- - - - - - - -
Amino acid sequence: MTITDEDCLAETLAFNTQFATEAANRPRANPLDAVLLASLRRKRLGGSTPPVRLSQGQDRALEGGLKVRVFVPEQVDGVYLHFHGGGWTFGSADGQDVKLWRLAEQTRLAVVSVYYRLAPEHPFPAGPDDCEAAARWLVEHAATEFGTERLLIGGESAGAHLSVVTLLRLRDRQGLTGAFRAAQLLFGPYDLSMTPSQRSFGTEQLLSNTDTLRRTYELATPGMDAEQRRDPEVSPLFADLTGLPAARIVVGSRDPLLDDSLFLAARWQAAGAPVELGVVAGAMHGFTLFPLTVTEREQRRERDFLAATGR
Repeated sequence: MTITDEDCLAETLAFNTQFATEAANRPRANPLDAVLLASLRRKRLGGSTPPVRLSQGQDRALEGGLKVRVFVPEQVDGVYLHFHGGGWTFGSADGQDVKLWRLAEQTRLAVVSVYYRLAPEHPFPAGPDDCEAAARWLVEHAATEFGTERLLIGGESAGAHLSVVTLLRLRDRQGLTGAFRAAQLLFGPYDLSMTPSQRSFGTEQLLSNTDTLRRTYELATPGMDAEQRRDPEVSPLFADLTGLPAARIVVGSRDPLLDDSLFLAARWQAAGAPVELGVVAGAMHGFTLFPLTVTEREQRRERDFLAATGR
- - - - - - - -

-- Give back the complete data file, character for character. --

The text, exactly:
Amino acid sequence: MTITDEDCLAETLAFNTQFATEAANRPRANPLDAVLLASLRRKRLGGSTPPVRLSQGQDRALEGGLKVRVFVPEQVDGVYLHFHGGGWTFGSADGQDVKLWRLAEQTRLAVVSVYYRLAPEHPFPAGPDDCEAAARWLVEHAATEFGTERLLIGGESAGAHLSVVTLLRLRDRQGLTGAFRAAQLLFGPYDLSMTPSQRSFGTEQLLSNTDTLRRTYELATPGMDAEQRRDPEVSPLFADLTGLPAARIVVGSRDPLLDDSLFLAARWQAAGAPVELGVVAGAMHGFTLFPLTVTEREQRRERDFLAATGR
Repeated sequence: MTITDEDCLAETLAFNTQFATEAANRPRANPLDAVLLASLRRKRLGGSTPPVRLSQGQDRALEGGLKVRVFVPEQVDGVYLHFHGGGWTFGSADGQDVKLWRLAEQTRLAVVSVYYRLAPEHPFPAGPDDCEAAARWLVEHAATEFGTERLLIGGESAGAHLSVVTLLRLRDRQGLTGAFRAAQLLFGPYDLSMTPSQRSFGTEQLLSNTDTLRRTYELATPGMDAEQRRDPEVSPLFADLTGLPAARIVVGSRDPLLDDSLFLAARWQAAGAPVELGVVAGAMHGFTLFPLTVTEREQRRERDFLAATGR